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Andrew Pollock


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Sunday, 13 August 2006

Found one small problem with using ATA over Ethernet

And I can't believe I'm the only person who's struck this, but so far Google hasn't turned up any useful leads.

The problem is pretty obvious, when the system boots (well Debian Etch at least), it runs mountall.sh at priority 35 in /etc/rcS.d. That tries to mount all the local filesystems (it does the determination for what is locate or remote by the filesystem type in /etc/fstab, there's a hard-coded list of filesystem types to explicitly not try and mount). Then the network comes up at priority 39. The problem's rather obvious.

I did a reboot test tonight to see if everything would load and come up correctly on reboot, and well, it didn't even boot up properly, because /srv couldn't be fscked, let alone mounted, and that's my AoE volume.

My /etc/fstab contains:

/dev/etherd/e0.0        /srv    jfs     defaults        0       0

The problem is, as far as the init scripts are concerned, based on filesystem-type, this is a local filesystem. The init scripts don't have the concept of a remote block device. I tried moving all the networking initialisation scripts before the mountall.sh script, but think there's an inherent delay between the network coming up and the aoe driver figuring out what shelves and slots are actually available and creating the relevant entries in /dev/etherd

The thing is, this seems to be a rather essential thing that I'm trying to do, so I can't believe I'm the first person to run into this. I'll sleep on it and see if the lazyweb comes up with anything...

[23:32] [tech] [permalink]

MythTV in under 24 hours

Last night, the final component of my MythTV setup arrived - the TV tuner card, a Hauppauge WinTV-PVR-350. I'd had the other bits and pieces for about a week, indeed I'd already had MythTV installed and "operational", but there's really only so much you can do without a TV signal in the mix as well.

So I had a bit of a late night last night bashing on things and getting it all going. It was actually surprisingly trouble-free.

For some reason, I naively thought that the more contemporary 2.6 kernels had all the support required for the PVR-350. Not true. You need to grab the ivtv driver and build it separately. If I was less impatient, I would have worked with module-assistant to get it packaged, but I just threw it on. I have to run 2.6.17 to get the sound working, so I needed the 0.7.0 version of the driver. This built and installed fine, and I could run mplayer against /dev/video0 and see (and hear) TV fine. With a bit of tweaking of MythTV, it was happily using the card.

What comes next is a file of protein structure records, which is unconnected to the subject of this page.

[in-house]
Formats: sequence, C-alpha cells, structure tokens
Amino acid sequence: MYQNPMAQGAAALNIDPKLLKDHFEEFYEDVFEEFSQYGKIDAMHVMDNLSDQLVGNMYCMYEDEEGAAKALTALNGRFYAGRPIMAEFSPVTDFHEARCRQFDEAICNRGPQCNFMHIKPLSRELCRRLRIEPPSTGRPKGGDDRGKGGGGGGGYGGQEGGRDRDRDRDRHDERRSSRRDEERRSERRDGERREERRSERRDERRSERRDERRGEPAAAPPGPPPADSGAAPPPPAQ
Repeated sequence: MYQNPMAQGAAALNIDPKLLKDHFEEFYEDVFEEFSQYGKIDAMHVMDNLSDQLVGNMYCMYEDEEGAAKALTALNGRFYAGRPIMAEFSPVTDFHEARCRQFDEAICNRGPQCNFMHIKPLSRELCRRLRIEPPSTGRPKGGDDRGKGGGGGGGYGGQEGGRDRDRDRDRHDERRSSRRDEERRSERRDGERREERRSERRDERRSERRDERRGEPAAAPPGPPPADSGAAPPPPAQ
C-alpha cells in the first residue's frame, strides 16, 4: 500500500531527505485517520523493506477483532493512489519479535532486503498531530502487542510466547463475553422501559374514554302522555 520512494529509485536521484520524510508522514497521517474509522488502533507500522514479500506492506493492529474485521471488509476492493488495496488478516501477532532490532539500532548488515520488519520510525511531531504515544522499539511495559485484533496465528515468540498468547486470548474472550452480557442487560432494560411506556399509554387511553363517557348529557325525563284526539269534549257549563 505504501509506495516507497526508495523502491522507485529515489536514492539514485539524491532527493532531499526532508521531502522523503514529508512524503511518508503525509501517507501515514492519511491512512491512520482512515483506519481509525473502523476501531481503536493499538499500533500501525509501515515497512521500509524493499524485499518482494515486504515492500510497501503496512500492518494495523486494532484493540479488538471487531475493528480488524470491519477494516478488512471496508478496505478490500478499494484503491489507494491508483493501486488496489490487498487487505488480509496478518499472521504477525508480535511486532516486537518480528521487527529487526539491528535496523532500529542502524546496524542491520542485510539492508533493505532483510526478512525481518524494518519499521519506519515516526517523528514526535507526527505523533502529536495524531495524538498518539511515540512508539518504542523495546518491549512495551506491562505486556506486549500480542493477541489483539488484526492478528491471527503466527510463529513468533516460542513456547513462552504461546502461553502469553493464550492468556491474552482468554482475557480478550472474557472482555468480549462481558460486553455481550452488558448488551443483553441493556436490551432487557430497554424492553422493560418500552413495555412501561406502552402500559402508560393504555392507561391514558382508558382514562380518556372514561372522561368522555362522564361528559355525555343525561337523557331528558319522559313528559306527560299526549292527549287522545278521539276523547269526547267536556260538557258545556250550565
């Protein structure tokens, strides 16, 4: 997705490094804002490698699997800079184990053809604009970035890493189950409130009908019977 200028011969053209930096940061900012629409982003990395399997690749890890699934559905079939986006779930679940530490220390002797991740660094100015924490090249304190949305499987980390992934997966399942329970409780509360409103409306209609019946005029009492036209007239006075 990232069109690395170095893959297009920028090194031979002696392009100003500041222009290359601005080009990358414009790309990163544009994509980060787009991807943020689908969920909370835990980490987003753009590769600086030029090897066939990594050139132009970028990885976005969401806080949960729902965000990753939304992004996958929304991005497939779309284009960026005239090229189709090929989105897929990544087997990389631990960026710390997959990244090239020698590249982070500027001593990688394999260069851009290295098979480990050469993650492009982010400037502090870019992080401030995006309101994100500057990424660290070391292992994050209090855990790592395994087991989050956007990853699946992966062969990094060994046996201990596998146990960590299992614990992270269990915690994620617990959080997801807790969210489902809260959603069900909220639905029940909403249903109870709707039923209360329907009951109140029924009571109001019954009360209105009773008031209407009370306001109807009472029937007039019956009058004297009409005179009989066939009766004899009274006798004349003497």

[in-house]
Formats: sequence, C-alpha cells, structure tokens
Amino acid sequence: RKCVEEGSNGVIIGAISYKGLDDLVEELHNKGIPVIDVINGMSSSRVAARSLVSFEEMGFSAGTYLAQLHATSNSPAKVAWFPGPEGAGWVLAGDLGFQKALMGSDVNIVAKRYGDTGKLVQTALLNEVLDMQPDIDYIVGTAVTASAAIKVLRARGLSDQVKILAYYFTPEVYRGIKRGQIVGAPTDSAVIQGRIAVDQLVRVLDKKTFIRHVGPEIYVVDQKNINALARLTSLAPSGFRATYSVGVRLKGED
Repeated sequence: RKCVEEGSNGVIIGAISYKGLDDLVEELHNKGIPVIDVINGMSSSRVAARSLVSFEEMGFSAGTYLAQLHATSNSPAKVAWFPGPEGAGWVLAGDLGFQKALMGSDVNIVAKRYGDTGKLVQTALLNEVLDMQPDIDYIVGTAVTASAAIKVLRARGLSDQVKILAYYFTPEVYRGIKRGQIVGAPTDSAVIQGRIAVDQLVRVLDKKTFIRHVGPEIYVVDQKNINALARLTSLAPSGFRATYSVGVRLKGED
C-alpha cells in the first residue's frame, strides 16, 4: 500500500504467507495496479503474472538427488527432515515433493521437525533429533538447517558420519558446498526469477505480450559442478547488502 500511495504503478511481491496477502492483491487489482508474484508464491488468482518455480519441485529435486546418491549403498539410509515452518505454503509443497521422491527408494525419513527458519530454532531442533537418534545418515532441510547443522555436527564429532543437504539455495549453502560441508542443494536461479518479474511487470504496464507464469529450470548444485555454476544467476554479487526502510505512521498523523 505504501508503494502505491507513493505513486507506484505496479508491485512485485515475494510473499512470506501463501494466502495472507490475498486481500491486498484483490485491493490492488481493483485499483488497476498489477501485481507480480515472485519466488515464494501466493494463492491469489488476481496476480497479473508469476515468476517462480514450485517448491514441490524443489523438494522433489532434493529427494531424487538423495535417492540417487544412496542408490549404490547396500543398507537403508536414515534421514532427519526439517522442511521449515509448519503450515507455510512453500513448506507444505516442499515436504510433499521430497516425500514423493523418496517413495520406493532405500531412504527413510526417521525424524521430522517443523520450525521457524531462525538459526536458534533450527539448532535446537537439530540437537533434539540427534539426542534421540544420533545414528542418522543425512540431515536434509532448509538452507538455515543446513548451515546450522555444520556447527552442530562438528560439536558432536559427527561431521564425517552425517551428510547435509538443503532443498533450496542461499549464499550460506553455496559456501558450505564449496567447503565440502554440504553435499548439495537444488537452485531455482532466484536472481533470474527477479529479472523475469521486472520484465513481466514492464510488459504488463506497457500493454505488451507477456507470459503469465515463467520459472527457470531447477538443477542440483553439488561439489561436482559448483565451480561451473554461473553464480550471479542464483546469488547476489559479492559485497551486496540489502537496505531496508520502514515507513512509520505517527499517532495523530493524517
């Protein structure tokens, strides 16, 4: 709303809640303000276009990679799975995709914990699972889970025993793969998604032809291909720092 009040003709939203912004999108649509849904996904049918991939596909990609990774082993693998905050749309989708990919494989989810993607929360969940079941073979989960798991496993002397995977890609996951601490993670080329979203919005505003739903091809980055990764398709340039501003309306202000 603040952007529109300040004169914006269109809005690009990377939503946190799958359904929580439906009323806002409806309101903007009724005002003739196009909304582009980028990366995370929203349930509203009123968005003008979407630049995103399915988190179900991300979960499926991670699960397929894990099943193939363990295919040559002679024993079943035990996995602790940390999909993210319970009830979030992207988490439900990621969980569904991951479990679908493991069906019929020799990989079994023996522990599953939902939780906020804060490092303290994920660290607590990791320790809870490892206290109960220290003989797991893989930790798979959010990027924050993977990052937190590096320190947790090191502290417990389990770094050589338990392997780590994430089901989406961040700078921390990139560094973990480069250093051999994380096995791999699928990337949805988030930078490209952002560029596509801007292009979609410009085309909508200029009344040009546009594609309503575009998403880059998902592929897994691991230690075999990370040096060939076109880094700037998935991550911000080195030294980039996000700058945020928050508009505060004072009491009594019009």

Getting the remote control to work was slightly more problematic. It turned out that I needed to get the latest greatest lirc from CVS in order to get everything to build correctly, and get a /dev/lirc that I could actually read from. After that, everything else just fell into place.

The last thing I spent a bit of time battling with today was guide data and channel tuning. It seems for some reason that channels greater than or equal to 14 didn't have their frequency set correctly, so I had to manually edit each channel and put in the frequency in kilohertz that ivtv-tune --list-channels provided. The Zap2it chaps also provide two different sets of guide data for Mountain View, and depending on which one you pick, you get a totally screwed up idea of the actual channels available. I also discovered the hard way that changing from one set of channels to the other without cleaning out the channels first leads to a complete mish-mash of channel data that correlates even less with reality than choosing one or the other by itself.

But within 24 hours of receiving the tuner card, I have everything up and running. The ATA over Ethernet disk array (that Myth tells me is good for over 600 hours of recording) seems to be holding up to the task alright. The current bandwidth utilisation for a few test recordings is interesting:

Graph of bandwidth utilisation for disks attached to the MythTV server
via ATA over Ethernet

So it seems that a TV show is a nice steady 5 mbits/sec, which everything seems to keep up with okay. The post-processing to flag commercials seems a bit more bandwidth-intensive. It seems to take about 40 minutes to flag the commercials for a 60 minute block of recording.

It's early days yet, but I'm fairly happy with how everything's operating so far. I can certainly leave things as they are for a while without needing to fiddle with things any further.

The one thing I do want to mention is the guide data. The fact that it's totally free, and designed to be used by the likes of MythTV is awesome. PVRs really live and die by the guide data, and it's so cool that Zap2it offer it completely gratis. Mad props to them.

Oh, and while I'm dishing out praise, I really must also thank Christian Marillat for http://www.debian-multimedia.org/ and for packaging up MythTV for Debian. If I had to build all of this myself, I'm sure it wouldn't have been so trouble free.

[00:01] [tech] [permalink]